Earthquakes can generate electromagnetic waves that are detectable by animals hours or even days before the actual event occurs. This phenomenon is known as the “earthquake lights” or “seismic lightning” and is still not fully understood by scientists.
The strange phenomenon of earthquake lights
Have you ever heard of “earthquake lights” or “seismic lightning”? This phenomenon has intrigued scientists for years. The lights appear to be the result of electromagnetic waves. Their faint glow appears to be detectable by animals (and certain forms of technology).
Regardless of its origin, this phenomenon has the potential to provide valuable insights into the physics of earthquakes.
According to National Geographic (cited below), “Earthquake lights can manifest themselves in different ways, from a faint, diffuse glow on the horizon to flame-like streamers emanating from the ground.” They can appear in a variety of colors, including white, blue, yellow, and red.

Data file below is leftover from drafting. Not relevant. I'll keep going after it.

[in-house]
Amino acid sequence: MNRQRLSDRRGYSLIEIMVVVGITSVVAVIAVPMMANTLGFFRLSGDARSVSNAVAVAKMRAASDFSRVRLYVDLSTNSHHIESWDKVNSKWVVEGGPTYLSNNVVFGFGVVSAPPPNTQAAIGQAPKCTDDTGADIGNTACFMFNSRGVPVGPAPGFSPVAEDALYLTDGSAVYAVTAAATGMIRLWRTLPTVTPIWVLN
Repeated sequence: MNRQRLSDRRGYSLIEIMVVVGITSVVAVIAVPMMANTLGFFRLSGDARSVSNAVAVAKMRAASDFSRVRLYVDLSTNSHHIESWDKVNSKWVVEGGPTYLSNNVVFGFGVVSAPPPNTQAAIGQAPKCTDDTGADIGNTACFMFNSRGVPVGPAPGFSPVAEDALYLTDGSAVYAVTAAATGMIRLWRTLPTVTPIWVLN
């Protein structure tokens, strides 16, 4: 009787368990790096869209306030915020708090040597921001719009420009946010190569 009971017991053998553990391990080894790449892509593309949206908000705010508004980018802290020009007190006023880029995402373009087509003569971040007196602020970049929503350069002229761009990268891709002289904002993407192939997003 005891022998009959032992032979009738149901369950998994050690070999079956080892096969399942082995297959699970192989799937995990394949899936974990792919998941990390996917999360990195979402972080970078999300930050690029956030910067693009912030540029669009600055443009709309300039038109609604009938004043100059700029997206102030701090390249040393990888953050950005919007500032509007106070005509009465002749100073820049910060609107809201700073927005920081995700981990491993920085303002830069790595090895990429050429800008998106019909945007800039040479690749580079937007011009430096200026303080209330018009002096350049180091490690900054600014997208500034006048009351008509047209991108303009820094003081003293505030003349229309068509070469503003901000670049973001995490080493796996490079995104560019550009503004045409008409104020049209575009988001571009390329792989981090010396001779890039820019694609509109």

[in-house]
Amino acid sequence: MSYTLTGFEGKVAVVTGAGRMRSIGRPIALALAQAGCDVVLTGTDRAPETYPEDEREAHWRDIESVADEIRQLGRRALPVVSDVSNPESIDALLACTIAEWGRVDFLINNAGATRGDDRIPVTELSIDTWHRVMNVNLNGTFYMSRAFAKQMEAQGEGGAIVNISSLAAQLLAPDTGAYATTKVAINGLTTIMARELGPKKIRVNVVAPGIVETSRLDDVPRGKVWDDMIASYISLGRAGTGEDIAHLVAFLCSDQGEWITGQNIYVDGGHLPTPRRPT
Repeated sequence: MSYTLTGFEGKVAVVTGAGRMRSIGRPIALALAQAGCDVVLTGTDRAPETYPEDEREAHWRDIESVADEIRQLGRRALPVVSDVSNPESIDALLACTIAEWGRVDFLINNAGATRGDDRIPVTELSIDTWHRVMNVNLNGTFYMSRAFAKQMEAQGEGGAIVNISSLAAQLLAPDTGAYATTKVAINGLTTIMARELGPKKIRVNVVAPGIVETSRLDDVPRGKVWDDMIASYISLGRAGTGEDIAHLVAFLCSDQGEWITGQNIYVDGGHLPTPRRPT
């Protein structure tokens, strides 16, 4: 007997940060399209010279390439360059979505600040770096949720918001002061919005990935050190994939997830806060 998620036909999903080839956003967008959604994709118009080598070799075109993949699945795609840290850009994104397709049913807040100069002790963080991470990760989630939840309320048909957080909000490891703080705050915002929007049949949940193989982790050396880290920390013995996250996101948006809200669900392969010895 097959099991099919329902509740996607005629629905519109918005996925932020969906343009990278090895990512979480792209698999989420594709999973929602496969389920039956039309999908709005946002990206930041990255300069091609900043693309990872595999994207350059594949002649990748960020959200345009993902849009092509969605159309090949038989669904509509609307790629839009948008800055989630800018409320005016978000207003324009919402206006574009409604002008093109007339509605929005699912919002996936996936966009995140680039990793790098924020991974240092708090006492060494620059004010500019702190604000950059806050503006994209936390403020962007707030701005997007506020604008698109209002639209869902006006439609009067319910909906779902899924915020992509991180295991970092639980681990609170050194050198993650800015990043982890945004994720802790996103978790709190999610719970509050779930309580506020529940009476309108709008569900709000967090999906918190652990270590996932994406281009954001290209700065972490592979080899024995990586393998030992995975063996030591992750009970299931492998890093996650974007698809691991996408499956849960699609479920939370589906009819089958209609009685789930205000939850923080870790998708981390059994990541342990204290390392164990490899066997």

These lights have been observed in various forms, including:
- luminous clouds
- flashes of light
- glowing balls of light that hover over the ground
Studies have shown that some animals, including dogs and horses, are able to sense the electromagnetic waves produced by earthquakes. As a result, they may exhibit unusual behavior before an earthquake strikes.
Similarly, some researchers believe that the lights themselves may be an early warning sign of an impending earthquake. Eventually, this could allow us to prepare and evacuate before the shaking begins.
These lights have been observed for centuries. But they remain poorly understood by scientists who are still working to determine how and why they are produced. Some suggest that they are the result of electrical charges building up in rocks and soils under stress. Others propose that they may be related to the release of gases from the Earth’s crust.
In 1965, residents of Matsushiro, Japan, witnessed a spectacular display of earthquake lights before a major earthquake struck the area. The lights appeared as bright, white flashes that seemed to be coming from the ground. The earthquake, which had a magnitude of 7.0, caused significant damage in the region.
Source: “Earthquake Lights – Explained” — National Geographic